If you need a more accessible version of this website, click this button on the right. Switch to Accessible Site


You are using an outdated browser. Please upgrade your browser to improve your experience.

Close [x]

Follow Us

RSS Feed

Posted on 01-11-2013

Vestibular disease (loss of balance) is commonly and incorrectly referred to as a "STROKE." Strokes are caused by vascular disease, while common in people, it's rare in dogs.

The vestibular system, in a nutshell, is the neurological equipment responsible for telling the body of it's orientation. It determines if you are upside down, standing straight or falling, which informs the eyes and extremities how they should move accordingly. It also allows pets to walk and run on uneven grounds without falling, and allows the eyes to follow moving objects without becoming dizzy.

Vestibular disease is most common in older dogs.

Signs of Vestibular disease:

  • Ataxia - lack of coordination, staggering, stumbling
  • Motion sickness - nausea/ vomitingiStock_000000335713XSmall_1.jpg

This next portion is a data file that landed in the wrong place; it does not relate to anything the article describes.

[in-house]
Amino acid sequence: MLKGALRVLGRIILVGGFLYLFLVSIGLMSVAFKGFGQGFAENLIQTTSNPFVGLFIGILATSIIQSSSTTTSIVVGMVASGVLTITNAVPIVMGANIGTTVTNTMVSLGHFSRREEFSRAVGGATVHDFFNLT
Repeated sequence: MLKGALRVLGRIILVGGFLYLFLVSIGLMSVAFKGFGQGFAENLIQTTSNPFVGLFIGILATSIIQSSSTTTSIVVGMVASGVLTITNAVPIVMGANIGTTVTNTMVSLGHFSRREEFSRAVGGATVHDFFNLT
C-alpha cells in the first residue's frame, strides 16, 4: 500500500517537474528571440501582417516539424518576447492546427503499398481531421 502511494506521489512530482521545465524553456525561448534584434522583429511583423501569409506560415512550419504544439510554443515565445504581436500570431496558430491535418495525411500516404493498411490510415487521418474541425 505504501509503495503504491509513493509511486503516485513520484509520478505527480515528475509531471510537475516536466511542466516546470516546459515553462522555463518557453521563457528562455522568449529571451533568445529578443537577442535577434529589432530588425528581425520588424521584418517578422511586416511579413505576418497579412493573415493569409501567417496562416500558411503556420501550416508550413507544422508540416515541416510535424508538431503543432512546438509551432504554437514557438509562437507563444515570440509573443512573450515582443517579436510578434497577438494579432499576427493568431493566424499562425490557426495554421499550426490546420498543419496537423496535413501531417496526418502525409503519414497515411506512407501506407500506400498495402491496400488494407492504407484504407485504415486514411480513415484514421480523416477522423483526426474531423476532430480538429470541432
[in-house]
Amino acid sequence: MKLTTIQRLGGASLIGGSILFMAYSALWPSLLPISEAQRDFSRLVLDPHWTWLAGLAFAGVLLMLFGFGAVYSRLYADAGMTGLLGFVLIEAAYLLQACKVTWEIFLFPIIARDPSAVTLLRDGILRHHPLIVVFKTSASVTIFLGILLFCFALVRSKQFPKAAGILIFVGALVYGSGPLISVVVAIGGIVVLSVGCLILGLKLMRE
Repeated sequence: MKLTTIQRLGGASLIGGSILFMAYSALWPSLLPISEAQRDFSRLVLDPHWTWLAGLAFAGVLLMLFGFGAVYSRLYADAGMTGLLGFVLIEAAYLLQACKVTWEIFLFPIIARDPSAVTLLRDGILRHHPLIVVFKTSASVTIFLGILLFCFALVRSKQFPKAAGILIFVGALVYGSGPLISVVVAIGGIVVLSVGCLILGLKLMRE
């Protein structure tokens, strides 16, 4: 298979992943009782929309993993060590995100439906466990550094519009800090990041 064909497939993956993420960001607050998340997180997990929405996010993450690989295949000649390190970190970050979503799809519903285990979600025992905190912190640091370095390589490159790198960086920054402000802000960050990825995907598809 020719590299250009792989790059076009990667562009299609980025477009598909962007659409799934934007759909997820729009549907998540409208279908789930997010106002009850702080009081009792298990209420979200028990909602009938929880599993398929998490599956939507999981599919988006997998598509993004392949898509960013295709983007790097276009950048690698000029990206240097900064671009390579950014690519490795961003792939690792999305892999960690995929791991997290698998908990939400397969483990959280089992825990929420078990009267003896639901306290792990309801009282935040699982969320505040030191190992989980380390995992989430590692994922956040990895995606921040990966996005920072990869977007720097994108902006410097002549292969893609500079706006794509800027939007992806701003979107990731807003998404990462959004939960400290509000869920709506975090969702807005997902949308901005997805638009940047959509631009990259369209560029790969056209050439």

• Nystagmus - back and forth or rotational eye movements
  • Circling or falling
  • Head tilt
  • Lack/ Loss of appetite

The most common causes of Vestibular disease are:

  • Idiopathic - Unknown
  • Middle ear infection
  • Brain lesions
  • Trauma


  • Most cases are treated as "outpatients" with supportive care and medications to control their symptoms, such as anti vomit and anti nausea drugs.
  • Activity should be restricted until the degree of disorientation and ataxia have stopped.
  • Usually diet changes are not needed
  • Severe cases may need to be hospitalized and require more extensive treatment such as intravenous fluids, medications and keeping affected dogs recumbant, warm and dry. In some severe cases they may require physical therapy.

With idiopathic vestibular disease improvement of clinical signs typically occurs within 72 hours. Most patients return to normal within 2-3 weeks. Although the initial signs can be alarming, the prognosis for recovery is excellent.

If your pet is experiencing any of these symptoms, contact us at Eagle Animal Hosptial (610) 458-8789 for further diagnosis and treatment. We serve Chester Springs, Downingtown, Exton, Glenmoore and the surrounding area.

Written by Vicki Guy, technician

There are no comments for this post. Please use the form below to post a comment.

To leave a comment, please login as a member